With the accession (1603) of the Stuart kings, inept in their dealings with Parliament after the wily Tudors, Parliament was able to exercise its claims, drawing on precedents established but not exploited over the preceding 200 years. In the course of the English civil war, Parliament voiced demands not only for collateral power but for actual sovereignty. Although under Oliver Cromwell and the Protectorate, parliamentary authority was reduced to a mere travesty, the Restoration brought Parliament back into power—secure in its claims to legislative supremacy, to full authority over taxation and expenditures, and to a voice in public policy through partial control (by impeachment) over the king's choice of ministers. Charles II set about learning to manage Parliament, rather than opposing or circumventing it. James II's refusal to do so led to the Glorious Revolution of 1688, which permanently affirmed parliamentary sovereignty and forced William III to accept great limitations on the powers of the Crown. During the reign of Queen Anne even the royal veto on legislation disappeared.

The Ascendancy of Commons

Despite a general division into Whig and Tory parties toward the end of the seventeenth century, political groupings in Parliament were more inclined to form about a particular personality or issue. Although members had considerable freedom to make temporary political alliances without regard to their constituencies, control over members was exercised by the ministry and the Crown through patronage, which rested on the purchase of parliamentary seats and tight control over a narrow electorate. As members were paid no salaries, private wealth and liberal patronage were prerequisites to a seat in Commons; as a result, Parliament represented only the propertied upper classes, and private legislation took precedence over public acts throughout the eighteenth century. The parliamentary skills of Sir Robert Walpole, in many respects the first prime minister, both signified and contributed to the growing importance of Commons. The Crown retained the theoretical power to appoint a ministry of its choice, but the resignation (1782) of George III's minister Lord North established, once and for all, a tendency that had developed gradually since the Glorious Revolution—that the prime minister could not function without the support and confidence of the House of Commons.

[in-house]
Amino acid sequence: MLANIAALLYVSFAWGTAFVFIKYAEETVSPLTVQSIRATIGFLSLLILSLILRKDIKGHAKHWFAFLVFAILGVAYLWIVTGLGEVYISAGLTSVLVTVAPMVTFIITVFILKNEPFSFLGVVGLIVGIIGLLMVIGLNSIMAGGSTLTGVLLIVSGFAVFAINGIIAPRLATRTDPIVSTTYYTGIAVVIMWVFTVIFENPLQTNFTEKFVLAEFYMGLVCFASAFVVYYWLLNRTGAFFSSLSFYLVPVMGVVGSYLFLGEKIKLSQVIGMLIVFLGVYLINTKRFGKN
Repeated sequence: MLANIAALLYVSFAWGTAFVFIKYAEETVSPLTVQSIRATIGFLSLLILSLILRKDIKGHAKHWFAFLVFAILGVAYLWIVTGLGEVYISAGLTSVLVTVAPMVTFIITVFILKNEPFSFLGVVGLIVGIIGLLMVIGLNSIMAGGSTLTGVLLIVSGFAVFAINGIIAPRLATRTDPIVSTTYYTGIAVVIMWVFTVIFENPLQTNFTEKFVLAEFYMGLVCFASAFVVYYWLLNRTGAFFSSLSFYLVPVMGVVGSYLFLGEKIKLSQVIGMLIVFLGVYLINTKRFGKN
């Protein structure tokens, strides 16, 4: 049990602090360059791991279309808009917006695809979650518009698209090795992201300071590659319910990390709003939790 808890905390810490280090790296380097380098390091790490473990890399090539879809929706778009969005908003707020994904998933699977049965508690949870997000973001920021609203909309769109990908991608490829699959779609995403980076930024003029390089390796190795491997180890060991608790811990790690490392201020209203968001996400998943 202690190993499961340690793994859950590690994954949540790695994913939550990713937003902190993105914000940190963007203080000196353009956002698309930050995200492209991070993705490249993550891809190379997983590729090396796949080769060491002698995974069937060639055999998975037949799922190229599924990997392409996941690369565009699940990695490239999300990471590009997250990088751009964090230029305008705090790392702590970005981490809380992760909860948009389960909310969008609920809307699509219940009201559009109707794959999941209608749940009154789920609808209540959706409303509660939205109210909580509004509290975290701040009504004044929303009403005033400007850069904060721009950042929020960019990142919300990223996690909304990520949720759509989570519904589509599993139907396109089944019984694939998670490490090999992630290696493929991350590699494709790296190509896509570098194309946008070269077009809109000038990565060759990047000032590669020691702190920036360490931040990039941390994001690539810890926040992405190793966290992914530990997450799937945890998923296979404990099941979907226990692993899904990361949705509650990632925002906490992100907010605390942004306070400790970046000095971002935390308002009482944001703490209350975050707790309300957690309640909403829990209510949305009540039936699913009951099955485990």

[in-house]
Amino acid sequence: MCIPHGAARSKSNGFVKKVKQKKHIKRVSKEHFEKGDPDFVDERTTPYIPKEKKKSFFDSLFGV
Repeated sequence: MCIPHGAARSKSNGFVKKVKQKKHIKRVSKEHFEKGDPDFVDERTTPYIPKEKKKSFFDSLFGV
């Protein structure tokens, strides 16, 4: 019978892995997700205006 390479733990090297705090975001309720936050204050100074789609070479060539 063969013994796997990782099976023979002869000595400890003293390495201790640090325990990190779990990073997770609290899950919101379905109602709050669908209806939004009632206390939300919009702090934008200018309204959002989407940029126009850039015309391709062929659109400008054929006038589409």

The part played by Parliament in the administration of the colonies before 1763 was very small, for North America was regarded as an appurtenance of the Crown and governed by ordinances of the privy council. Only in matters of combined domestic and colonial interest, or involving the welfare of the empire as a whole, did Parliament legislate for the colonies, as in the Molasses Act of 1733, designed to promote trade between New England and the British West Indies and to benefit West Indian planters.

Not until the firm establishment of the principle of parliamentary supremacy in England, concurrent with the close of the French and Indian War (1763), did Parliament seriously set itself to the direction of colonial affairs (see Colonial Policy, British). It quickly made itself odious to Americans by asserting its authority in regard to colonial taxation and appropriation, which the assemblies had long looked upon as their exclusive domain. Americans felt that Parliament had no right to assume powers that the Crown had formerly been unable to make good, and the uncompromising attitude of the ministry of George Grenville concerning the Stamp Act (1765) precipitated a crisis in which colonial opinion everywhere stiffened against Parliament. Two years later, the passage of the Townshend Acts widened the breach, and in 1773 the resolution of the British prime minister, Frederick, Lord North, to "try the issue [of taxation] in America" led directly to the Revolution.


Bank, Dina Citron. How Things Get Done. 2d rev. ed. Columbia: University of South Carolina Press, 1979.

Cruikshanks, E. Parliamentary History. 4 vols. 1985.

Jones, Ossie Garfield. Parliamentary Procedure at a Glance. Enl. and rev. ed. New York: Hawthorn, 1971.

Mackenzie, Kenneth R. The English Parliament. Harmondsworth, U.K.: Penguin, 1950, repr. 1963.

Namier, Lewis, and John Brooke. The House of Commons, 1754– 1790. Published for the History of Parliament Trust. New York: Oxford University Press, 1964.

Pollard, A. F. The Evolution of Parliament. 2d ed. rev. London: 1964.

Sayles, G. O. The King's Parliament of England. New York: Norton, 1974.

Ryan, M. Stanley. Parliamentary Procedure: Essential Principles. New York: Cornwall, 1985.


See alsoColonial Policy, British .